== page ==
As the Senate and House develop final language for the competitiveness bill under consideration, including the United States Innovation and Competition Act of 2021 (USICA) and the America COMPETES Act of 2022, it is critical that we invest across our R&D ecosystems. Historically, the combination of our university, national laboratory, and business R&D has driven U.S. leadership in science and technology capability, expertise, and commerce and enabled the most innovative and entrepreneurial private sector in the world. However, recent increases in global R&D expenditures in transformative new industries, such as quantum information sciences, artificial intelligence, advanced energy, and biotechnology, place new urgency on strengthening the United States’ commitment to and investment in R&D. The Energy Department and its 17 National Laboratories already have unmatched expertise and capacity in many of these transformative new industries, as well as experience both transferring tech to the private sector and protecting it from theft by international competitors, so significant funding for DOE must be included in the final bill.
The Senate-passed USICA includes significant authorizations for both the NSF and the DOE to advance the commercialization of technologies key to emerging industries. In particular, the authorization of $16.9 billion in USICA for DOE supports programs in applied energy research to include the development of advanced energy and industrial efficiency technologies, batteries, and advanced nuclear technologies, all of which are critical for our country’s ability to address national challenges and remain economically competitive and secure. The America COMPETES Act of 2022, recently passed by the House of Representatives, provides a much needed comprehensive reauthorization of DOE’s basic science mission, but it does not include equally important additional investments in DOE’s applied energy research programs. The pipeline of innovation is fueled by investments in both basic and applied research, and we urge you to include authorizations for DOE across these areas to secure the United States’ position at the frontier of key technologies and emerging industries and ensure R&D across the federal government is coordinated and not duplicative.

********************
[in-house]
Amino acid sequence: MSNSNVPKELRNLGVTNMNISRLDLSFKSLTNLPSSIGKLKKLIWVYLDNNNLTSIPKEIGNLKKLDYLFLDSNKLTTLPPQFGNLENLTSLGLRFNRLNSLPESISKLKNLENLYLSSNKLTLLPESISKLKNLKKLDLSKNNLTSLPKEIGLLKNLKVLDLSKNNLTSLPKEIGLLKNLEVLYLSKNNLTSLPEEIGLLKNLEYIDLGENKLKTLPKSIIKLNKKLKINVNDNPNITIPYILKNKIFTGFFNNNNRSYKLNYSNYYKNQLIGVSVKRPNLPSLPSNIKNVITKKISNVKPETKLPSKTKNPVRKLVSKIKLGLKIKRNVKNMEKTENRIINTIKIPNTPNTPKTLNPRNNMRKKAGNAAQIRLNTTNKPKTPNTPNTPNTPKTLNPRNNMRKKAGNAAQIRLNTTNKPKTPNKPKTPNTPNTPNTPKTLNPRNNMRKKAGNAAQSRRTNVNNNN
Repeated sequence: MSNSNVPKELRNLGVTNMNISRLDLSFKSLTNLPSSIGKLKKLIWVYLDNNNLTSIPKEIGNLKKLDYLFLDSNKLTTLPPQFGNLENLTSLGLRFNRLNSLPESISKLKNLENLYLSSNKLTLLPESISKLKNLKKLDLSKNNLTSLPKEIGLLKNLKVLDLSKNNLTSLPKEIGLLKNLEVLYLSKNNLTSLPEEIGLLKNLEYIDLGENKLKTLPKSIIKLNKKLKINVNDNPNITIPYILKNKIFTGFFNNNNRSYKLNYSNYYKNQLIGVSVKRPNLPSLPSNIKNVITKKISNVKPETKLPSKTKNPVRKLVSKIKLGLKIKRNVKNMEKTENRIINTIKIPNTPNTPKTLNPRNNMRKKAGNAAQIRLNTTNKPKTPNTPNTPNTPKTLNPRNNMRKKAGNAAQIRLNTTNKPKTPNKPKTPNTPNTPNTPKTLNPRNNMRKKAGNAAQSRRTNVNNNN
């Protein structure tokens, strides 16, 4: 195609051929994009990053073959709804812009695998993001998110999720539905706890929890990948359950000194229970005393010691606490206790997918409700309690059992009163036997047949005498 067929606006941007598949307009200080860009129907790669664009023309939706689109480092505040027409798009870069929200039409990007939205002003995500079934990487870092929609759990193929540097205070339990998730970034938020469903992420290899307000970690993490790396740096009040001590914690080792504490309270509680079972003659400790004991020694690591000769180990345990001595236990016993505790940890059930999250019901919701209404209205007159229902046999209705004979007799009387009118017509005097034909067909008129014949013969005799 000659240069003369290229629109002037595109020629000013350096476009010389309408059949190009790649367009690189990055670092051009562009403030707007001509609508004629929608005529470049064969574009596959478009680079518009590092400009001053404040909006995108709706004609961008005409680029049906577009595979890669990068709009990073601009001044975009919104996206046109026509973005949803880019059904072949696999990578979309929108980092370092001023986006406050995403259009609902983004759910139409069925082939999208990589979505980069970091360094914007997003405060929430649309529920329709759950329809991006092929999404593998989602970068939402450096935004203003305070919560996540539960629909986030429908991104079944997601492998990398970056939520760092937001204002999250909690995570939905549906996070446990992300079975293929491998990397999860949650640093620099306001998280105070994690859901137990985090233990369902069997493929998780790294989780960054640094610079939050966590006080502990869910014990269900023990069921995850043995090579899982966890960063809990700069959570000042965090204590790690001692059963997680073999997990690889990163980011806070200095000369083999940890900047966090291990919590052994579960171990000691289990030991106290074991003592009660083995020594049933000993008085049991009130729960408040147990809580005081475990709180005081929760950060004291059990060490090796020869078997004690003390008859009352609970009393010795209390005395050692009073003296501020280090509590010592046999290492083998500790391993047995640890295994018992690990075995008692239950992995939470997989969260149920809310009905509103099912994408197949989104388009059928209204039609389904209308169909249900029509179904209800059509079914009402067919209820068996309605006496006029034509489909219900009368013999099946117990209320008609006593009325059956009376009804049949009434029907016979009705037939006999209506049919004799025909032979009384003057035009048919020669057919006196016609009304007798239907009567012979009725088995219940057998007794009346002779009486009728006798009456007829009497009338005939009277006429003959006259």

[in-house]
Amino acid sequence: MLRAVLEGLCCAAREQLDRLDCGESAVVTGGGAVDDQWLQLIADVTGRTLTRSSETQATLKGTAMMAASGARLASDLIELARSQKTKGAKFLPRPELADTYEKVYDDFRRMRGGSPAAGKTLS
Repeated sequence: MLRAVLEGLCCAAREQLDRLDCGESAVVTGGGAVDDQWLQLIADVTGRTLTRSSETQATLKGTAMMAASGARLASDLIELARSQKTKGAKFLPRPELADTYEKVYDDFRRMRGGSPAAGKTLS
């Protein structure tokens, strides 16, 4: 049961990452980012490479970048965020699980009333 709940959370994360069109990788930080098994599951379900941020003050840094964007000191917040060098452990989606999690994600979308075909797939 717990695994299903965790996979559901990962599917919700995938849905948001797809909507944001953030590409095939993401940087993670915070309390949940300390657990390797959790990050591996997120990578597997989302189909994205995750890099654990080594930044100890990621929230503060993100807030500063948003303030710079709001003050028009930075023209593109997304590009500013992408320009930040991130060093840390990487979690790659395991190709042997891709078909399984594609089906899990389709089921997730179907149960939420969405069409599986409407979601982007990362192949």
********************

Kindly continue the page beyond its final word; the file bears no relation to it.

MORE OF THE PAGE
From harnessing the atom to mapping the human genome to developing the nation’s first exascale computer, DOE and the National Laboratories have tackled some of the greatest challenges to face our nation. They have extensive experience and established processes to ensure research security, operate extremely productive user facilities with unique and unparalleled capabilities, support the cutting-edge research of a hundred thousand scientists, and maintain the tools and expertise to address energy and other global challenges. As negotiations over competitiveness legislation begin, we would be wise to leverage these invaluable national assets, the whole innovation ecosystem, and the basic and applied research programs that support them to ensure the United States remains ready to lead the industries of the future.